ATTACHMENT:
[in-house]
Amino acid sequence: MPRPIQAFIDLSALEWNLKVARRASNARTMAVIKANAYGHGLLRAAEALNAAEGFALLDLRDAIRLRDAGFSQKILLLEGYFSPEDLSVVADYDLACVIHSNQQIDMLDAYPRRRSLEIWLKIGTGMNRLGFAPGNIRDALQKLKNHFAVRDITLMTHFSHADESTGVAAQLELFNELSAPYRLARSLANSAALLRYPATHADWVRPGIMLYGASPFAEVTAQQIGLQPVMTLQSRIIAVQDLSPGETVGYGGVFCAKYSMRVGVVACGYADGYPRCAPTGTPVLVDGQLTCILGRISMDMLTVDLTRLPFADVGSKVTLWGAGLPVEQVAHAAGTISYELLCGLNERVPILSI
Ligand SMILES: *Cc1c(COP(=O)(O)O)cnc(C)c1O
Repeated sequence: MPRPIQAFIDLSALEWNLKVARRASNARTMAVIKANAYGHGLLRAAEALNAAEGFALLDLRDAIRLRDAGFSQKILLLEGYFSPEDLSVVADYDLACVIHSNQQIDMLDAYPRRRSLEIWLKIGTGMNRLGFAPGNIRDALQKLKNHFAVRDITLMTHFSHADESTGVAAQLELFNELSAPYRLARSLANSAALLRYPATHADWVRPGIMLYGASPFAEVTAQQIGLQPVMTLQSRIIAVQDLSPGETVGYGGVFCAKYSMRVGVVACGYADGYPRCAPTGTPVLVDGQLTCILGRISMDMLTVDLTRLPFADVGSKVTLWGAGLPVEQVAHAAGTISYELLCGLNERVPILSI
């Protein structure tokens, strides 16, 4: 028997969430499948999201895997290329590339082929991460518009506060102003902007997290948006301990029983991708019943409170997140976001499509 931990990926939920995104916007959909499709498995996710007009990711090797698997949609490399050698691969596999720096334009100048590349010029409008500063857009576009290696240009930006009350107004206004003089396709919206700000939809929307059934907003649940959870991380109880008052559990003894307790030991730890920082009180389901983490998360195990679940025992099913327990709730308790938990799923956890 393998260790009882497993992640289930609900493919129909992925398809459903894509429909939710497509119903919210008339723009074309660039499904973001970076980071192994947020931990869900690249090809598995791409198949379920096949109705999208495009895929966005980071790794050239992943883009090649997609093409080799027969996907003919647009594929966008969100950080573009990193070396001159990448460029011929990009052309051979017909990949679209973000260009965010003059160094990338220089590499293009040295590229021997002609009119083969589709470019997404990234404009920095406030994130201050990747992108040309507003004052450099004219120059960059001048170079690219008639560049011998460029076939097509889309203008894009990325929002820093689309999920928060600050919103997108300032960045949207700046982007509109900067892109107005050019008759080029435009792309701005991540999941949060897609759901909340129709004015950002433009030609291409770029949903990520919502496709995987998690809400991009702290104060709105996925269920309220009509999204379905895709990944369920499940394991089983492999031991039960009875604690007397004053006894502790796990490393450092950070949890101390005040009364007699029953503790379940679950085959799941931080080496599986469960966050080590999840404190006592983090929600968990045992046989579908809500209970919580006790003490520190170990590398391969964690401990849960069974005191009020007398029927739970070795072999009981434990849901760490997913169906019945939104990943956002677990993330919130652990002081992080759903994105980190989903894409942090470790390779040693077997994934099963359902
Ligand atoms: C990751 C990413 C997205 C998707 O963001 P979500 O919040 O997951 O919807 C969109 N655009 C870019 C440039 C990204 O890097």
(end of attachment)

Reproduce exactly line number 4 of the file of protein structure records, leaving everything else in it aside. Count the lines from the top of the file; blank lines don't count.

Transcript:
Repeated sequence: MPRPIQAFIDLSALEWNLKVARRASNARTMAVIKANAYGHGLLRAAEALNAAEGFALLDLRDAIRLRDAGFSQKILLLEGYFSPEDLSVVADYDLACVIHSNQQIDMLDAYPRRRSLEIWLKIGTGMNRLGFAPGNIRDALQKLKNHFAVRDITLMTHFSHADESTGVAAQLELFNELSAPYRLARSLANSAALLRYPATHADWVRPGIMLYGASPFAEVTAQQIGLQPVMTLQSRIIAVQDLSPGETVGYGGVFCAKYSMRVGVVACGYADGYPRCAPTGTPVLVDGQLTCILGRISMDMLTVDLTRLPFADVGSKVTLWGAGLPVEQVAHAAGTISYELLCGLNERVPILSI